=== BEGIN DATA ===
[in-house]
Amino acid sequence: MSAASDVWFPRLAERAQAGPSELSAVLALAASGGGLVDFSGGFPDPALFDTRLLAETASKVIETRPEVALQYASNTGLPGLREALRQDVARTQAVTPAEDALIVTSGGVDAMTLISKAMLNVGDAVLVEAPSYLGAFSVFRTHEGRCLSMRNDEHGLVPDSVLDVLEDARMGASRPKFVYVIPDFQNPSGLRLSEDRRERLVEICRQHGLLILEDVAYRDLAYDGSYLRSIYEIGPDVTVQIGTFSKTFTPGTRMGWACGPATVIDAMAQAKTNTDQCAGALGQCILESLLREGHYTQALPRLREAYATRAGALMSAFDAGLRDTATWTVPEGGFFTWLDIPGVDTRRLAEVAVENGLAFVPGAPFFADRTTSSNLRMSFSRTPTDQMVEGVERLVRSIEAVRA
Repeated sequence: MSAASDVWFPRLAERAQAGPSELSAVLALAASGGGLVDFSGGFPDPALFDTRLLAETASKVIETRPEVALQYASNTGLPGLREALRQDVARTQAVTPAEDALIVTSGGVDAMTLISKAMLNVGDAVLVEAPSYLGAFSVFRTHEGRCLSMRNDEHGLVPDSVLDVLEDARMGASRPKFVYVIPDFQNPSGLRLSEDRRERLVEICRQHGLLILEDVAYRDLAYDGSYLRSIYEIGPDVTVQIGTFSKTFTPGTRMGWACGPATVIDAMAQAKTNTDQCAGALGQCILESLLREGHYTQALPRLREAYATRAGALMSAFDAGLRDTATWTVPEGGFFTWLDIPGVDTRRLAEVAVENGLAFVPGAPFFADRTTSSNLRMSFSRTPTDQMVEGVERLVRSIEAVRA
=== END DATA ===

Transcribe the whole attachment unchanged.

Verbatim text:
[in-house]
Amino acid sequence: MSAASDVWFPRLAERAQAGPSELSAVLALAASGGGLVDFSGGFPDPALFDTRLLAETASKVIETRPEVALQYASNTGLPGLREALRQDVARTQAVTPAEDALIVTSGGVDAMTLISKAMLNVGDAVLVEAPSYLGAFSVFRTHEGRCLSMRNDEHGLVPDSVLDVLEDARMGASRPKFVYVIPDFQNPSGLRLSEDRRERLVEICRQHGLLILEDVAYRDLAYDGSYLRSIYEIGPDVTVQIGTFSKTFTPGTRMGWACGPATVIDAMAQAKTNTDQCAGALGQCILESLLREGHYTQALPRLREAYATRAGALMSAFDAGLRDTATWTVPEGGFFTWLDIPGVDTRRLAEVAVENGLAFVPGAPFFADRTTSSNLRMSFSRTPTDQMVEGVERLVRSIEAVRA
Repeated sequence: MSAASDVWFPRLAERAQAGPSELSAVLALAASGGGLVDFSGGFPDPALFDTRLLAETASKVIETRPEVALQYASNTGLPGLREALRQDVARTQAVTPAEDALIVTSGGVDAMTLISKAMLNVGDAVLVEAPSYLGAFSVFRTHEGRCLSMRNDEHGLVPDSVLDVLEDARMGASRPKFVYVIPDFQNPSGLRLSEDRRERLVEICRQHGLLILEDVAYRDLAYDGSYLRSIYEIGPDVTVQIGTFSKTFTPGTRMGWACGPATVIDAMAQAKTNTDQCAGALGQCILESLLREGHYTQALPRLREAYATRAGALMSAFDAGLRDTATWTVPEGGFFTWLDIPGVDTRRLAEVAVENGLAFVPGAPFFADRTTSSNLRMSFSRTPTDQMVEGVERLVRSIEAVRA